Justin Seager decided to play American Legion baseball this year to have a good time with his friends while also staying baseball fit.
Seager, who just graduated from Northwest Cabarrus and will be playing at UNC Charlotte next year, is playing Legion baseball for the first time this year.
"It's more relaxed," he said. "I can just come out and have fun with my buddies."
Seager and his Kannapolis Post 115 teammates hope to make a run as the height of the American Legion season rolls around.
"There's been times when we haven't been clicking, but hopefully we'll get it together soon and tear it up," he said.
Post 115 head coach Matt Sack said his team has had a good season, although he admits the group - which was 6-7 (5-5 in the Area III South Division) as of June 17 - struggled earlier in the year.
"We hit a few bumps in the road," he said, explaining that most games have been close. "If we made a few plays here and there, we might have only lost one game overall."
Stack said the team has had good pitching, led by Graham Lawing, who plays at Wilkes Community College after graduating from Northwest Cabarrus last year. Fellow pitchers Zach Jones, a rising senior at Kannapolis, and Kevin Hamilton, who just graduated from Northwest Cabarrus, have also come up big for Post 115.
But the team has to pick it up defensively if they want to make a run. The team has taken some time to come together, especially after having its Northwest Cabarrus players come in later in the season because of their long 3A playoff run.
Stack said that being without the Trojan players hurt the team in its depth - as Post 115 only counted on 12 players before getting seven more from the Trojans.
"When they came, it was a definite boost to help our program," said Stack. "A lot of depth came on the mound for us."
That depth comes in handy during the American Legion schedule, which has teams playing more than four nine-inning games a week - a much more challenging schedule than the twice-a-week, seven-inning games in high school.
Taylor West - a pitcher, outfielder and first baseman for Post 115 - said it took some time for him to get adjusted to Legion play.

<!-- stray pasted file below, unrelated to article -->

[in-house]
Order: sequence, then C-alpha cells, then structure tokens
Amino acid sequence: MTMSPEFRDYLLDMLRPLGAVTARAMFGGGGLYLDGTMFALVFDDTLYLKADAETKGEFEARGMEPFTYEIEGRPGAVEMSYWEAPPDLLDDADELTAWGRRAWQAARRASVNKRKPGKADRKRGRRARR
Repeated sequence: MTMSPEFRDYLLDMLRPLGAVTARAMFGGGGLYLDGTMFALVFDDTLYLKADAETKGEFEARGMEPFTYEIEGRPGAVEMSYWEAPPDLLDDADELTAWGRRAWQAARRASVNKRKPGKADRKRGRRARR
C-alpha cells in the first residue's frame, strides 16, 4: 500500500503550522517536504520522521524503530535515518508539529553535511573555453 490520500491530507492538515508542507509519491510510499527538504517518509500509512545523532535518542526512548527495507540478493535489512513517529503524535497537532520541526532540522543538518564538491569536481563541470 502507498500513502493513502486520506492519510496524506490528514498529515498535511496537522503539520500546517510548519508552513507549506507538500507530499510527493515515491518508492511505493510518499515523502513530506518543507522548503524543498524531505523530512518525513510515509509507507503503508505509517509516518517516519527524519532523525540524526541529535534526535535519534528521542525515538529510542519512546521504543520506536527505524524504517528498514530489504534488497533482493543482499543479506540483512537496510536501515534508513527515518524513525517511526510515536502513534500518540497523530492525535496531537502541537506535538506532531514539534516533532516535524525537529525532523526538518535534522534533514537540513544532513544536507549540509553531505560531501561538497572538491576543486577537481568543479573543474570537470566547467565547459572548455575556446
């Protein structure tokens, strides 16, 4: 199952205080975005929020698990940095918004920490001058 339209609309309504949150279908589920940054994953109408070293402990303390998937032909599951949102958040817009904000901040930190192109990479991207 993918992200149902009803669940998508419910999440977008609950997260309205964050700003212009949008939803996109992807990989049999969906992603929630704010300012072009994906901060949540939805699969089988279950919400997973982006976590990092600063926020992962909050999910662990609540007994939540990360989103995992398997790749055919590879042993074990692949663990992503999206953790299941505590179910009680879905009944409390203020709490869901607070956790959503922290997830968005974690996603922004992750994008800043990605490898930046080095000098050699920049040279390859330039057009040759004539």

"That's definitely been an adjustment for me," said the recent Northwest Cabarrus grad. "But it prepares me for college ball."
Stack said that after a few weeks of playing together, the team has started to bond.
"Hopefully we'll start clicking at the right time," said Stack, explaining that the Legion post-season gets under way next week. "You can't teach chemistry - I'm hoping that we start to gel and play better together."
Stack wants his squad to play hard and leave it all out on the field.
"The winning will take care of itself," he said.
The coach said he's been impressed by the character his players have exhibited.
"We've had some adversity to deal with but have really stepped up," he said. "They're turning into fine young men."
Post 115 has been led offensively by A.L. Brown's Dylan May, who has impressed Stack at the plate - developing into one of the best hitters on the team.
One of the most exciting happenings for Post 115 this season is that they've gotten the chance to play four games at Fieldcrest Cannon Stadium, the home of the local minor league team, the Kannapolis Intimidators.
Stack said that it has been a good experience to play in the state-of-the-art facility.
"You're going to play better in a beautiful place like that," he said. "You see what ball is like at the next level, and that really puts a lot of pride in your heart."
West said he's been grateful to get the chance to play at the professional stadium.
"We're really lucky to be able to play there," he said.
Stack said he hopes to continue playing at Fieldcrest Cannon occasionally not only for his team, but also because of the community.
Stack, who took over Post 115 in 2008, played for Post 115 during his high school days at Northwest Cabarrus. After graduating from Clemson, he knew he wanted to get back to legion baseball.
"I told my father when I took my first job at Lexington Senior High School, 'I want to find a way to get back to Kannapolis,'" he said.
"I remember a lot of high school stuff, but Legion is what I cherish - the relationships that you develop in the summertime are second to none."